Making Facebook a scapegoat is a mistake
Breaking up Facebook won't solve the disinformation or privacy problems. It might well make it harder for Facebook to work on those problems.
Chris Hughes, a co-founder of Facebook, recently wrote an opinion piece for the New York Times presenting an argument for breaking up Facebook. I was trying to stay out of this discussion, and Nick Clegg’s response pretty much summed up my opinions. But I got one too many emails from friends that simply assumed I’d be in agreement with Chris, especially given my critique of blitzscaling and Silicon Valley’s obsession with “world domination.”
If Facebook should be broken up, it should be on grounds of anticompetitive behavior, and Chris barely even touches on that topic. Dragging in the history of all Facebook’s various corporate missteps for which a breakup would provide no remedy just muddies the water and lets everyone think that punishment has been done. It’s actually a way of NOT solving the actual problems. Breaking up Facebook won’t solve the disinformation problem. It won’t solve the privacy problem. It might well make it harder for Facebook to work on those problems.
In addition, if harm to our society is sufficient reason for a breakup, there are a lot of companies ahead of Facebook in the queue. Big banks. The pharma companies that brought us the opioid crisis. The energy cartel that’s still fighting against responding to climate change 70 years after the warning bells were sounded.
Even if you restrict yourself to surveillance capitalism, picking out one high-profile malefactor, issuing draconian punishment, and then going back to business as usual everywhere else is a lose-lose, not a win. Facebook is not at the root of this problem, nor even the worst offender. To solve this problem, we need to look not only beyond Facebook, but also beyond the entire tech industry. Banks and telcos are often worse privacy offenders than Google or Facebook. And if you restrict yourself to harm from disinformation, polarization, and radicalization, Twitter and YouTube are just as culpable and, out of the spotlight, appear to be doing less than Facebook to police their problems. Reddit is far worse, and traditional media outlets, especially the Fox News empire, almost as bad. (See Yochai Benkler’s excellent book on Network Disinformation.)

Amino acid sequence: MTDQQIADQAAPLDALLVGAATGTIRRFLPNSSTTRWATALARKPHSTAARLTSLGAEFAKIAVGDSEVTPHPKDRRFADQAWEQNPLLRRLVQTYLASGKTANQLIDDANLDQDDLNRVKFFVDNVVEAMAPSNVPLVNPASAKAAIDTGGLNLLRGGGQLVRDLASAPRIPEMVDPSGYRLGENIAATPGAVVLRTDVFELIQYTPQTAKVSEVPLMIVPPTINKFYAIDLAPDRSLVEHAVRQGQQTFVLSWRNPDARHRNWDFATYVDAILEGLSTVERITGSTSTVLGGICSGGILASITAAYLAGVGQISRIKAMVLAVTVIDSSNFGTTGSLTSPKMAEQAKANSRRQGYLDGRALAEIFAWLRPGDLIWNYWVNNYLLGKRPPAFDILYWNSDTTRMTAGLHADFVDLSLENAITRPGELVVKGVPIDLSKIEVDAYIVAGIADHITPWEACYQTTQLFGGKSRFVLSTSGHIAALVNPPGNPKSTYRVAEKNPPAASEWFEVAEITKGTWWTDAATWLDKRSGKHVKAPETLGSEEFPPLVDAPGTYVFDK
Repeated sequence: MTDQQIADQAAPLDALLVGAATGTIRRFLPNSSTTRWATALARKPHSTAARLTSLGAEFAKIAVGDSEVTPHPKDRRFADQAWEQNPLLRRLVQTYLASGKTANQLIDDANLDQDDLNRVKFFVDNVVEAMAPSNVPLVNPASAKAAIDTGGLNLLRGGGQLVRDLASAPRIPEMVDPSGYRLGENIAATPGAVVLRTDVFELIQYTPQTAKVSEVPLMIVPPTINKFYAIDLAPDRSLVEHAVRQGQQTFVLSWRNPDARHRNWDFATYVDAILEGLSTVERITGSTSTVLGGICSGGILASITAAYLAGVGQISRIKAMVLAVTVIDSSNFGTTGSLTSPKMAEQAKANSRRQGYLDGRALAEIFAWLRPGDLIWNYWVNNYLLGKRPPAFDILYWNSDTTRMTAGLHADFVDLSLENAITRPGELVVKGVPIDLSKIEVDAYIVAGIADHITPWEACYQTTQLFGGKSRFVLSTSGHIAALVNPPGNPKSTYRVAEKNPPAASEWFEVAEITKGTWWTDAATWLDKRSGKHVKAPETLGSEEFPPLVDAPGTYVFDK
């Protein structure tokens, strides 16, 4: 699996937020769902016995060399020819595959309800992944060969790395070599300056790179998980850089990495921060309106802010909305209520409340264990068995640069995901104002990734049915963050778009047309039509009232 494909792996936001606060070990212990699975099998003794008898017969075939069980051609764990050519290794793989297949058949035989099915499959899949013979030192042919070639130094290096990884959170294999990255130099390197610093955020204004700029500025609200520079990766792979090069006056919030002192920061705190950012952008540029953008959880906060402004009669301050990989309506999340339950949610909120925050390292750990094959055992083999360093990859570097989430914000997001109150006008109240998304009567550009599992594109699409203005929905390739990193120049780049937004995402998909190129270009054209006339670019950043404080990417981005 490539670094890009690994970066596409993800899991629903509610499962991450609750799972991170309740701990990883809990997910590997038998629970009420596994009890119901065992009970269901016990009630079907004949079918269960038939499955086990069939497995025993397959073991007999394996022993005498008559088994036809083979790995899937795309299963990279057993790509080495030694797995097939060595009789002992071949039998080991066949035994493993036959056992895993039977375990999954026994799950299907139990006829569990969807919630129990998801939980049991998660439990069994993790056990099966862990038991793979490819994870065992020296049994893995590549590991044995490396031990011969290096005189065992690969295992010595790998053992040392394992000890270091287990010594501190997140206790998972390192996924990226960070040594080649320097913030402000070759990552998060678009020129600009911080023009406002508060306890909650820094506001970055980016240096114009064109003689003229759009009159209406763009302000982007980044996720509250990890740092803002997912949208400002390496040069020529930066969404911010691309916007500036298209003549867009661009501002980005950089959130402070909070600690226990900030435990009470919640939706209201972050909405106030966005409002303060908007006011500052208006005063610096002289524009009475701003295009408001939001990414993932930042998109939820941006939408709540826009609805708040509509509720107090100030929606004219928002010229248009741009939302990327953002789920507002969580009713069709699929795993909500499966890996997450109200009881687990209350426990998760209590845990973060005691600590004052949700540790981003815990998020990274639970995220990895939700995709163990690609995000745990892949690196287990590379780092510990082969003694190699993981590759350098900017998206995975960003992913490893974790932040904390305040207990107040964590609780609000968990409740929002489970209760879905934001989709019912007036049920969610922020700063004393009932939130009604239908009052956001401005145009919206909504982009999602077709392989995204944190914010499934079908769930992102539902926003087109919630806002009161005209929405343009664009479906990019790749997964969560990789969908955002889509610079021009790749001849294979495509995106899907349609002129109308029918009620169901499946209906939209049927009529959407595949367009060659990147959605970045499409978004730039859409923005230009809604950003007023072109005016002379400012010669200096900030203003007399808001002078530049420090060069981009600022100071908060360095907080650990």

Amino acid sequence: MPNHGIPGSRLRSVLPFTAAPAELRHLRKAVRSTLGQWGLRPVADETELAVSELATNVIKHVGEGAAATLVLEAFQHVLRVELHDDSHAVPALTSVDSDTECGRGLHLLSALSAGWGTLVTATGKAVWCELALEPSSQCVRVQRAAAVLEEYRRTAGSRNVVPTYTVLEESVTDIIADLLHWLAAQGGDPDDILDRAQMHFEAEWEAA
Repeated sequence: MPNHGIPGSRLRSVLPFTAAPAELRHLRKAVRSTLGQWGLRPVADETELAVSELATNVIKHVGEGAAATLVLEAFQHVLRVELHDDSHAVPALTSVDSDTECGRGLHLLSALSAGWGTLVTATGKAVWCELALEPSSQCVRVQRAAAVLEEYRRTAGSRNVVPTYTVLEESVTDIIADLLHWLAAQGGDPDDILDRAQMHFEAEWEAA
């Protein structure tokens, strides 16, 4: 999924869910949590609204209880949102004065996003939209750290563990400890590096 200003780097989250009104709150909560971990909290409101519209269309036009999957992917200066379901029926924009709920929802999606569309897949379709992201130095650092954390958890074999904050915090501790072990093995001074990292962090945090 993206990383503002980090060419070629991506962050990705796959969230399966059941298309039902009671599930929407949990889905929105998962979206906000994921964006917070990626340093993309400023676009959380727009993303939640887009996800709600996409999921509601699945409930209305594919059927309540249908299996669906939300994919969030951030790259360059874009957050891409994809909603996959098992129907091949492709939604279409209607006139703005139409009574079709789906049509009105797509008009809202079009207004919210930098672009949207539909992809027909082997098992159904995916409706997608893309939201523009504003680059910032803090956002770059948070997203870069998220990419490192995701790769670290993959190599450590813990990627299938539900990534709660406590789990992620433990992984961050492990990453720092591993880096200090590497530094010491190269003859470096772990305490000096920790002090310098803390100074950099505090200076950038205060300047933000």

Yes, Facebook has scale, but even there, I thought Chris’ arguments were weak. In particular, I found the New York Times infographic to be quite disingenuous:
What’s wrong with this infographic? It lists all of Facebook’s properties, including those that are primarily messaging, while limiting the competition purely to social media, and failing to include other messaging products. Take out WhatsApp and Messenger, and Facebook suddenly doesn’t look so big. Or add in other messaging products from companies like Apple, Google, Microsoft, and plain old SMS, and again, suddenly Facebook doesn’t look so dominant. Add in Google’s other properties besides YouTube, especially those like search and the new newsfeed on Android phones that influence what people see and understand about the world. Restrict it to the individual national markets where the competition actually happens, and it would look different again. This isn’t analysis. This is polemics.
I’m not saying there aren’t grounds for investigation of anticompetitive behavior in the tech industry, or by Facebook specifically, but if someone’s going to talk breakup, I’d love to see reporting and opinion pieces that make a true antitrust case, if there is one.
If the world really wants to tackle the problems that networked media creates or amplifies, making Facebook a scapegoat and letting everyone else off the hook is a massive mistake.